By David de Winter – Sports Editor
Four points against the footballing powerhouses of Russia and Wales. The way England celebrated Daniel Sturridge’s winner against Wales you would have been forgiven for thinking that they’d won the Euros, Eurovision and also successfully voted to remain in the EU in one fell swoop (how many of the England players have remembered to apply for their postal or proxy vote I wonder?). Ok, it’s not a disaster, but the way England have made the easiest group on paper (and in reality) seem like a particularly tricky Telegraph cryptic is at best worrying and at worst alarming.
Let’s start with Russia, who are possibly the worst team I have seen in the tournament so far. They had little to no game plan, were rudderless going forward and pretty abject at the back. Nevertheless, England contrived to miss a host of gilt-edged chances to kill the game off, then conceded a last-minute equaliser of staggeringly naïve proportions as their entire defence got caught under the ball and left the far post invitingly free for Russia to plunder.
Redemption against a distinctly poor Wales was a must and England totally bottled it until Sturridge got them out of jail with a frankly very lucky goal. Their abject first half performance was probably the worst display from the national team I have ever had the misfortune of witnessing and there is some pretty sturdy competition for that accolade. There was absolutely no urgency in the Three Lions’ display. The passing was pedestrian, the off-the-ball movement non-existent and there was a complete dearth of quality within sight of the opposition penalty area.
Now I most certainly don’t claim to be an expert on the subtle nuances of football; my first-hand experience extends to two seasons with my school 2nd XI, a few outings for the Royal Academy of Music and the odd 5-a-side game. I’m a bit podgy, dreadful in the air and am about as clinical in front of goal as Ade Akinbiyi and Jozy Altidore combined after 10 pints (although I did once score a screamer from the edge of the area to win a school match in the last minute – just saying). But despite my very obvious flaws, I still run when I don’t have the ball, usually into space so even if I don’t receive the ball, I am creating space for another player to run into.
Yet this seemingly fundamental footballing concept escaped England for the first half in Lens; the team was desperately static (save for Kyle Walker, Adam Lallana and Dele Alli who all at least provided a modicum of energy), making it a doddle for the Wales defenders to pick up their markers. The one time England got in behind the Welsh defence, Raheem Sterling blazed over from 6 yards, sparking another debate about whether it was possible to scientifically prove the phrase “my mum could have scored that.”
Speaking of Sterling, he has been atrocious. I said last season when he left Liverpool that he was grossly overpriced and £49 million for a player who struggles to pass to a teammate 5 yards away, who has limited crossing ability (despite playing on the wing) and who couldn’t locate a cow’s backside even with a banjo in hand is frankly not good enough. Manager Roy Hodgson should have realised he was struggling after the draw against Russia and spared the Man City youngster the negative scrutiny that will inevitably come his way.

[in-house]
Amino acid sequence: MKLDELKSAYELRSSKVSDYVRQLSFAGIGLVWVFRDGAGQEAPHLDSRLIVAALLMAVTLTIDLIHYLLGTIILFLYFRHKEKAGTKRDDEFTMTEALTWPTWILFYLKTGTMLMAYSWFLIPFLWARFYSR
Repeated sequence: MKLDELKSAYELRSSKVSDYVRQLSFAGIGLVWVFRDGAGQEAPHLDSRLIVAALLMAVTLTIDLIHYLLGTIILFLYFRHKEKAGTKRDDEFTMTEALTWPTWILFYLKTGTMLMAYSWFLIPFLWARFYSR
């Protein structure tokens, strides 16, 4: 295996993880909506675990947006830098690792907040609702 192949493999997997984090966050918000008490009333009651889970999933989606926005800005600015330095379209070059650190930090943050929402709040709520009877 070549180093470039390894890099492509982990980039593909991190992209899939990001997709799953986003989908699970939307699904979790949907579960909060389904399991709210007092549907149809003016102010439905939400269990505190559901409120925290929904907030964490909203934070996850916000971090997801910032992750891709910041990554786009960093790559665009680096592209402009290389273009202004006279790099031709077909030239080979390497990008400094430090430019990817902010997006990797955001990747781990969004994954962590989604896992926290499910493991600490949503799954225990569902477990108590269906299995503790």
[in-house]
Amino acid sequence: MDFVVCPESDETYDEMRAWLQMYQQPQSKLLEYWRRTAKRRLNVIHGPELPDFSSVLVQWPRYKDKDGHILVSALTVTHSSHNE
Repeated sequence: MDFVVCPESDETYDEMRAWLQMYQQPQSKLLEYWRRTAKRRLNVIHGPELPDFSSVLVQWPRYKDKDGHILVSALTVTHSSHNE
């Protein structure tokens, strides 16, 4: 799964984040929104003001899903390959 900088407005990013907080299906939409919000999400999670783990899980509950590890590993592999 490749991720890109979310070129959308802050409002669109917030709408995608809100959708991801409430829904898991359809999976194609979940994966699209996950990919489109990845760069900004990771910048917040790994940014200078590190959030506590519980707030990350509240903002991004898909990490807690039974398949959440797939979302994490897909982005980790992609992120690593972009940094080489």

Another player who has struggled is Harry Kane. To be fair to the Tottenham forward he has been trying things but they just haven’t been coming off for him. He may find his place in the starting line-up under serious jeopardy from Sturridge and Jamie Vardy but I still feel he has an important role to play in this tournament. He is an intelligent player and as long as he perseveres and keeps trying things, making runs and getting into dangerous areas, rewards will eventually come his way. Although, frankly, Hodgson could have hauled off all eleven England players at half time and none could have complained.
The one positive? Hodgson was proactive at half time, identifying that Kane and Sterling were struggling and reacted accordingly and positively by introducing Vardy and Sturridge. His changes were vindicated as both scored crucial goals to help England to victory, albeit one full of flaws and vastly laboured.
What did Sturridge and Vardy contribute? Directness, especially in Vardy’s case. He played on the shoulder of the last defender and therefore created room in which his fellow substitute Sturridge could operate, in between the midfield and defence. The Liverpool player is probably England’s most technically gifted forward. He has electric movement, quick feet and he often drops off defenders making him difficult to pick up. I didn’t necessarily think he played all that well when he came on, but he started and ended the move that resulted in the winner and credit must be given to him for that.
So England play their final group match against Slovakia on Monday. Before the tournament I would have predicted a fairly straightforward victory for the men in white, but having observed the performances against a pretty dreadful Russian team and a limited Wales side, I am having second thoughts. The way Marek Hamsik and co. bamboozled the Russian defence on Wednesday, Gary Cahill and Chris Smalling know that they are in for busy evening. A repeat of the first-half display against Wales and Slovakia could be out of sight. It ought to be straightforward but with this England team, it rarely is.
The way England wildly celebrated victory against a Wales side they should be beating out of sight speaks volumes for the psyche of the national side. Even if they do manage to get out of their group, England have not demonstrated anything like enough for me to alter my pre-tournament prediction that they would exit against the first half-decent team they faced. Don’t be surprised if Slovakia are that team.